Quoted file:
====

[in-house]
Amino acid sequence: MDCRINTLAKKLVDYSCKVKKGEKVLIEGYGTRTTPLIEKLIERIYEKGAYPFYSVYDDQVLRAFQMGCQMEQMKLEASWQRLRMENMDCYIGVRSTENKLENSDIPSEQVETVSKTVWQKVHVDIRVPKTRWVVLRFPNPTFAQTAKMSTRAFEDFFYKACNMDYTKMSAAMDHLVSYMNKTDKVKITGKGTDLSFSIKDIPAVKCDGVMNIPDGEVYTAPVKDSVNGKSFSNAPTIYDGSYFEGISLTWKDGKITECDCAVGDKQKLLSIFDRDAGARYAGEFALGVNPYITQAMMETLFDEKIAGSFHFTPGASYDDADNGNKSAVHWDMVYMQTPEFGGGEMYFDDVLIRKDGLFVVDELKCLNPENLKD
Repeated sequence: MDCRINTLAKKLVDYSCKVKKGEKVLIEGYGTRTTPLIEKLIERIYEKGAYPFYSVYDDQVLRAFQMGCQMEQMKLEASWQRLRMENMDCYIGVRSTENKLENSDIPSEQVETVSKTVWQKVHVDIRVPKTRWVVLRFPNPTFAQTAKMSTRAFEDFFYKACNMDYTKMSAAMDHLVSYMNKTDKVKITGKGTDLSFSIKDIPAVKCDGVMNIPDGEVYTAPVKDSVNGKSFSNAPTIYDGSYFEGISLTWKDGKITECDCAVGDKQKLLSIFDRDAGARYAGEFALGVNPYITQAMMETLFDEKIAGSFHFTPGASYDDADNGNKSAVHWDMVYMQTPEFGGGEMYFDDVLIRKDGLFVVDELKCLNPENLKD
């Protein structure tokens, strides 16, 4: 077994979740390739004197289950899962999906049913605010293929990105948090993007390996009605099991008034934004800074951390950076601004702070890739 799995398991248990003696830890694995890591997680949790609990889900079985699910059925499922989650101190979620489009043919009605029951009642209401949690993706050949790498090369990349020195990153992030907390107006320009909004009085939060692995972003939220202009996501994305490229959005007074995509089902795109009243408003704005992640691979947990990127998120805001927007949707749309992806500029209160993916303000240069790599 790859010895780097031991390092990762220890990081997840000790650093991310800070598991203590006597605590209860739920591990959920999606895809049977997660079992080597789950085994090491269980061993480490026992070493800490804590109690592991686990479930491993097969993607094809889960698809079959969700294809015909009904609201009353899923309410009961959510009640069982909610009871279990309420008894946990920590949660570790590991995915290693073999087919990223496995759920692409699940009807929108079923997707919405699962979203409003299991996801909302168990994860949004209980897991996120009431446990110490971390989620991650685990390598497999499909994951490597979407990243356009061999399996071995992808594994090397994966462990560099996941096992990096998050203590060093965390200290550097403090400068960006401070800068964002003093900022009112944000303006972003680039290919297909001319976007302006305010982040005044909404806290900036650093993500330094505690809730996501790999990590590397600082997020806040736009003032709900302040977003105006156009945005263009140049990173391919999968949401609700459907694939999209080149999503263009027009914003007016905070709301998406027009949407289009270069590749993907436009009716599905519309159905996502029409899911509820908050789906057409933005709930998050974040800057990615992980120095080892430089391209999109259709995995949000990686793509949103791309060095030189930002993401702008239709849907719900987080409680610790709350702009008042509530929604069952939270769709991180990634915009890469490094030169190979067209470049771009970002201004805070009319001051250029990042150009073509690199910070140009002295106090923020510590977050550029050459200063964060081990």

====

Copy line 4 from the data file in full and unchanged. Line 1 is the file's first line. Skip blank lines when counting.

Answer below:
């Protein structure tokens, strides 16, 4: 077994979740390739004197289950899962999906049913605010293929990105948090993007390996009605099991008034934004800074951390950076601004702070890739 799995398991248990003696830890694995890591997680949790609990889900079985699910059925499922989650101190979620489009043919009605029951009642209401949690993706050949790498090369990349020195990153992030907390107006320009909004009085939060692995972003939220202009996501994305490229959005007074995509089902795109009243408003704005992640691979947990990127998120805001927007949707749309992806500029209160993916303000240069790599 790859010895780097031991390092990762220890990081997840000790650093991310800070598991203590006597605590209860739920591990959920999606895809049977997660079992080597789950085994090491269980061993480490026992070493800490804590109690592991686990479930491993097969993607094809889960698809079959969700294809015909009904609201009353899923309410009961959510009640069982909610009871279990309420008894946990920590949660570790590991995915290693073999087919990223496995759920692409699940009807929108079923997707919405699962979203409003299991996801909302168990994860949004209980897991996120009431446990110490971390989620991650685990390598497999499909994951490597979407990243356009061999399996071995992808594994090397994966462990560099996941096992990096998050203590060093965390200290550097403090400068960006401070800068964002003093900022009112944000303006972003680039290919297909001319976007302006305010982040005044909404806290900036650093993500330094505690809730996501790999990590590397600082997020806040736009003032709900302040977003105006156009945005263009140049990173391919999968949401609700459907694939999209080149999503263009027009914003007016905070709301998406027009949407289009270069590749993907436009009716599905519309159905996502029409899911509820908050789906057409933005709930998050974040800057990615992980120095080892430089391209999109259709995995949000990686793509949103791309060095030189930002993401702008239709849907719900987080409680610790709350702009008042509530929604069952939270769709991180990634915009890469490094030169190979067209470049771009970002201004805070009319001051250029990042150009073509690199910070140009002295106090923020510590977050550029050459200063964060081990």